RICHMOND, VA (WWBT) - A woman dubbed "The Office Creeper" is now accused of breaching security at one of the most secure buildings in downtown Richmond.
A Richmond grand jury indicted Ameenah Franks, 30, on Monday on four counts of grand larceny at offices across the city, including the Federal Reserve Bank.
The Richmond Commonwealth's Attorney's Office says Franks dressed like a professional, acted like she belonged and then stole from employees in four high-profile downtown buildings.
The Federal Reserve bank has its own security team and the property is surrounded by barricades and fences. Still, police say Franks got inside and stole from several employees on June 11. She is also accused of conning her way into the UPS Freight Building on Semmes Avenue on the same day. Three days earlier, prosecutors say she committed grand larceny at the SunTrust Office Building down the street and also got into the VDOT headquarters. In images released by Capitol Police, they say Franks is caught on surveillance cameras wandering the halls.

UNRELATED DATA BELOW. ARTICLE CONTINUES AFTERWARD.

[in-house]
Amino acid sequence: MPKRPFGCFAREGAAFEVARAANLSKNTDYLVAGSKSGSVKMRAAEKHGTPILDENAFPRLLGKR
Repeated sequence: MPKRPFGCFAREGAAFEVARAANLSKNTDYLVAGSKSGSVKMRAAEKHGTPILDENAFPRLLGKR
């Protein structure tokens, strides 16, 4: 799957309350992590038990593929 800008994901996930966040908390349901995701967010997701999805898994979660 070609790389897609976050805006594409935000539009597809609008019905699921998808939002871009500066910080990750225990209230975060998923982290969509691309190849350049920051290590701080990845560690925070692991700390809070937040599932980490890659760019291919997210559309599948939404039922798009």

She's accused of stealing from at least a dozen people. Prosecutors call it crimes of opportunity, saying she rifled through desks and purses.
Images from Norfolk Police show a professionally dressed woman inside several buildings. Police say the photos are of Franks committing thefts in June in Norfolk, inside major offices like the Norfolk Southern and Dominion Enterprises buildings.
Franks got the name "The Office Creeper" ten years ago. She was convicted of similar crimes, dressing the part and casually walking into supposedly secure buildings in DC and Maryland. She served five years and admitted to more than 30 thefts and burglaries. She got inside the likes of the Nuclear Regulatory Commission, the US Department of Treasury and the Environmental Protection Agency.
Franks gave a jailhouse interview to the Virginian-Pilot over the summer while awaiting her trial in Norfolk.She says she could help businesses improve their security.
"You'd be surprised to know the buildings I've been in," she said. "Places that are supposed to be protecting us. No one knows what I looked at or what I read in there. If I was a real bad guy, trying to steal intel, I could have done it. I could be useful if they don't lock me away."
Federal Reserve spokesman Jim Strader wouldn't comment on specific security matters, but said, "We continually assess and evaluate our security, making changes as appropriate."
VDOT referred questions to Capitol Police about security changes made since Franks was accused of getting inside. Franks goes on trial in Norfolk later this month. No court date has been set for the new indictments in Richmond.
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